Posted on 04/07/2011 5:27 AM by Mary Jackson
Thursday, 7 April 2011
Pastor Jones' Death Threats and Hizbullah Bounty on Head

I wonder if the police are granting him any protection. Probably not. I wonder how Ann Barhardt is doing.

SANTA ANA (CBS)A Florida pastor blamed for inciting unrest in Afghanistan by burning a Koran was in town on Wednesday to appear on Truth TV, an Arabic language Christian network.

Rev. Terry Jones told reporters he had no plans to burn any more Korans upon his arrival at LAX on Tuesday night, but that he may hold another mock trial for the Islamic prophet Muhammad.

“We’ve had about 400 death threats,” he said, adding that Hezbolla, the Shia Muslim militant group, had put out a “reward out on my head for $2.4 million.”

Santa Ana police say they were warned that Jones was in town...

Posted on 04/07/2011 6:11 AM by Rebecca Bynum
Thursday, 7 April 2011
The lesser spotted M-word breeds in captivity?

Behind the wall, at any rate. It is irritating that The Times, the newspaper that first carried this story about the grooming of young girls for sex, hides behind a paywall. I was pleased, however, to see in its report an almost unprecedented use of the M-word:

Most British sex offenders are lone white men [that's because most British men are white -M. J.] but an examination of court cases involving multiple offenders from 13 towns and cities showed that out of 56 men convicted of offences where girls they met on the street were groomed and sexually exploited, 50 were Muslim, mostly of Pakistani heritage.

Well, dang me buttons.

But just because a statistically astonishing proportion of these sex criminals are Muslim, and just because the Koran gives Muslim men carte blanche (or carte brune?) to have sex with infidel girls age nine upwards with or without their consent, don't go thinking that this has anything, anything at all, to do with Islam.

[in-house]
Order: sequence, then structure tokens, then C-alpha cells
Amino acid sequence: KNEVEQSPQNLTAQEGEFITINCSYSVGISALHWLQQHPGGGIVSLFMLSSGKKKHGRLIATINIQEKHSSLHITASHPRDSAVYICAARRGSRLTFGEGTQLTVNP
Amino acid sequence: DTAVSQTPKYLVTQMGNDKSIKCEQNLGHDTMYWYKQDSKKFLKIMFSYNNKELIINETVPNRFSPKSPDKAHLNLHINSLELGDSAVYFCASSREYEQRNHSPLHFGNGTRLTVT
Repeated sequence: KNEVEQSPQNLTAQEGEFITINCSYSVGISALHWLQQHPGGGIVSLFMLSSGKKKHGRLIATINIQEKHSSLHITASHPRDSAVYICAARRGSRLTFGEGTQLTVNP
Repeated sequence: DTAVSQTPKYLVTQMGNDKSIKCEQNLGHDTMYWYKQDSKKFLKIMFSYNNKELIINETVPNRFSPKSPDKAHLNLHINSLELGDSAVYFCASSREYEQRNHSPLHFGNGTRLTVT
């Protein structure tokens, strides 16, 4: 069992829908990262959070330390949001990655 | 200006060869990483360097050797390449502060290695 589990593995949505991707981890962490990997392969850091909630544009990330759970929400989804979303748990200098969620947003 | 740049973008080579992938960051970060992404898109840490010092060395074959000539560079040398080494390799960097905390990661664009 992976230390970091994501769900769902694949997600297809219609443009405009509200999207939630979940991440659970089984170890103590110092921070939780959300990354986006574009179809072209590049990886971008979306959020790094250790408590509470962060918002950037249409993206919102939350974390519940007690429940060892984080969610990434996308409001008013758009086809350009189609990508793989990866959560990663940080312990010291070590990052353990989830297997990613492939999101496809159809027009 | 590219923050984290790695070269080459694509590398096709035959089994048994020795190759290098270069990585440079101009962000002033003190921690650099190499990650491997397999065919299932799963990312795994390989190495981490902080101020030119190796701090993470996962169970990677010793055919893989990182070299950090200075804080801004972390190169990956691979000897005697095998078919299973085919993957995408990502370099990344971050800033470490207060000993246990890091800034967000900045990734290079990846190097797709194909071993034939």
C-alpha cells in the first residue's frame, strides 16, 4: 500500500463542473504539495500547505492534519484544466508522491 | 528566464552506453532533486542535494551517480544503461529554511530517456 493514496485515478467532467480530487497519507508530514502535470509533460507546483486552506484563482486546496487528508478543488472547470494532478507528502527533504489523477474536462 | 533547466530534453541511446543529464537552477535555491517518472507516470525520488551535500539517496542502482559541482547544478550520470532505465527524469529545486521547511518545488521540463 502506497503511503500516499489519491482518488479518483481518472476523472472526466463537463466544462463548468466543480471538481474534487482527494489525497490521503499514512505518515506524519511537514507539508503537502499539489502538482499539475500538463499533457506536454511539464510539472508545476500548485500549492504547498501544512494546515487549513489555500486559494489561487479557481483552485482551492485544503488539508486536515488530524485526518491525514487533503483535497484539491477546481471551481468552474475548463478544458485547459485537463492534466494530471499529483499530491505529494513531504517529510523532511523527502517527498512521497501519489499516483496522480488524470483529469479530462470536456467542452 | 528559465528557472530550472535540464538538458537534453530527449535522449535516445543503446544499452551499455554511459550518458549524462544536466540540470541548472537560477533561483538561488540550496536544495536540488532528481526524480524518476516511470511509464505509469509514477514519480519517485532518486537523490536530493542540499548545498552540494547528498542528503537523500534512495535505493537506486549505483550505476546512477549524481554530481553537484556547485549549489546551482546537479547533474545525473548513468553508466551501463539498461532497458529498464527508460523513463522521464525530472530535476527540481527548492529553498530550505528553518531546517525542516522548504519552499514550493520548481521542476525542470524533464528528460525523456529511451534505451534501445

Posted on 04/07/2011 6:53 AM by Mary Jackson
Thursday, 7 April 2011
David Cameron on Israel

Hugh makes a good point. Has David Cameron " told [Israel] what it wants to hear", as he does in other countries?

Depending on who he is talking to, David Cameron can make nice noises about Israel. At a Conservative Friends of Israel Business Lunch, for example:

“What you do in terms of taking people to see Israel for themselves is absolutely invaluable. Seeing is believing, I will never forget the impression it made on me when you see the landscape turn from desert to fertile pasture, when you see the record of that country in turning poverty into prosperity, when you see the creativity, the energy, the dynamism and yes, the democracy.”
On Solidarity with Israel:
“When biased elements in the media paint Israel’s defence of its people as unwarranted aggression, we need to make it clear: when rockets are being launched at Israeli citizens, when children are in danger, Israel is within its rights to protect its people.”
“The friendship we celebrate today has thrived in the long years of Opposition and I know in government, it will deepen, because the ties between this party and Israel are unbreakable. And in me, you have a Prime Minister whose belief in Israel is indestructible.”
On Israel’s Security:
“You also get such a strong impression of the problems of security that Israel faces. I will never forget being taken to the Lebanese border and knowing just how precarious Israel’s security is. It is an impression that has stayed with me and that I will never forget.”
On Universal Jurisdiction:
“When we see the abuse of the UK’s laws to try and detain Israeli politicians who visit these shores, we need to act: changing the law so people don’t fear coming to our country. That’s what we are doing on Universal Jurisdiction.”
On Boycotts:
“And when we see boycotts and calls for boycotts on Israel, we shouldn’t just dismiss them, we should go in completely the opposite direction: showing the world that we are proud to do business with Israel.”

Cameron is proud to do business with anyone. He said similar stuff about Turkey, which shows how little his praise is worth. And even at the same event, Cameron showed his ignorance of Israel's history: